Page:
For a number of reasons, many of your callers don’t like their jobs. Your advice often involves giving them the courage to make an exit. Do you think that’s too common today — people sticking around in bad jobs?
I think people stick around in bad jobs longer than they should, but I also think people job hop more than they should. It depends on what your goals are, but people should not stick around in a job that’s making them miserable. Figure out what would make you happy, and start to move yourself in that direction. That said, I try not to just tell people, “Quit that job! Just go in and resign next week.” People get so frustrated that that’s often what they want to do. So I have to talk them into staying a little bit longer to get themselves organized before they pull the trigger.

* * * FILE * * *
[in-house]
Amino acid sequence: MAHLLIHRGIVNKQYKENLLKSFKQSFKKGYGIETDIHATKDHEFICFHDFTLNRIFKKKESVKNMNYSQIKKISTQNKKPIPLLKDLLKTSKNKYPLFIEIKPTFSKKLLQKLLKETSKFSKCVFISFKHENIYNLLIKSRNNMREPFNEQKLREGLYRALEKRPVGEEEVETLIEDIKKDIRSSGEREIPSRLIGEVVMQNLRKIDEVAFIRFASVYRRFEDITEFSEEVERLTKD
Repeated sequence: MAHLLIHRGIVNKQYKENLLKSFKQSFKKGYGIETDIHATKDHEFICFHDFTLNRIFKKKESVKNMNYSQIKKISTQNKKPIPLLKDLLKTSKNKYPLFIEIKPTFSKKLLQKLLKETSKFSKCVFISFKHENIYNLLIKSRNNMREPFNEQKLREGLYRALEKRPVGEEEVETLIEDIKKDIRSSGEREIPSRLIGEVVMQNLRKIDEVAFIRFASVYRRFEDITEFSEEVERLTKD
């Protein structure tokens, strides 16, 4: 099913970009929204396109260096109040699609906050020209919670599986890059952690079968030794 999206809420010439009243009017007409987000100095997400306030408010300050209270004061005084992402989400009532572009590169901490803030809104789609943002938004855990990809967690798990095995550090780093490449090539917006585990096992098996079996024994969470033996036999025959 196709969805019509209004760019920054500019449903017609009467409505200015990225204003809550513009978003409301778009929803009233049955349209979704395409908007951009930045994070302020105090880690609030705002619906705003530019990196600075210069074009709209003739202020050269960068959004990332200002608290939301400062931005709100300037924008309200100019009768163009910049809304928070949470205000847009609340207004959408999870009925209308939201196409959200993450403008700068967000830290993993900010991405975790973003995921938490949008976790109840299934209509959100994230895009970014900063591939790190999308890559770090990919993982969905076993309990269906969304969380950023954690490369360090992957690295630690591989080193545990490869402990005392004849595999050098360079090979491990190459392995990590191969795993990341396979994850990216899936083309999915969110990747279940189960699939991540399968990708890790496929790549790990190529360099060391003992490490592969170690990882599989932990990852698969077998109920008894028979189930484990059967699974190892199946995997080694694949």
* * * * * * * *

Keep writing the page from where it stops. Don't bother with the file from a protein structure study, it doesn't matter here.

That makes a lot of sense. It’s said that younger generations have taken to job-hopping. Do you think it’s a generational trend?
I think it’s generational, but it’s also perfectly healthy. If you look at the parents of baby boomers, they often stayed in one job their entire career. Then baby boomers moved around a little bit more and progressively people have felt freer to make those choices. I think younger people now feel much more in command of their work lives, which is a really positive development. They’re super entrepreneurial, they’re willing to take risks, and they’re trying to find a balance that takes into account what really makes them happy. These are all good developments.
I’ve quite enjoyed your honesty on the show. You let callers know very quickly if they’re being off-base or unreasonable. I’m thinking of the woman who expected a promotion after two weeks or the guy who was routinely setting up meetings with his company’s executives without telling his boss. Does that always come easily, voicing your thoughts and maybe coming down on people to some extent?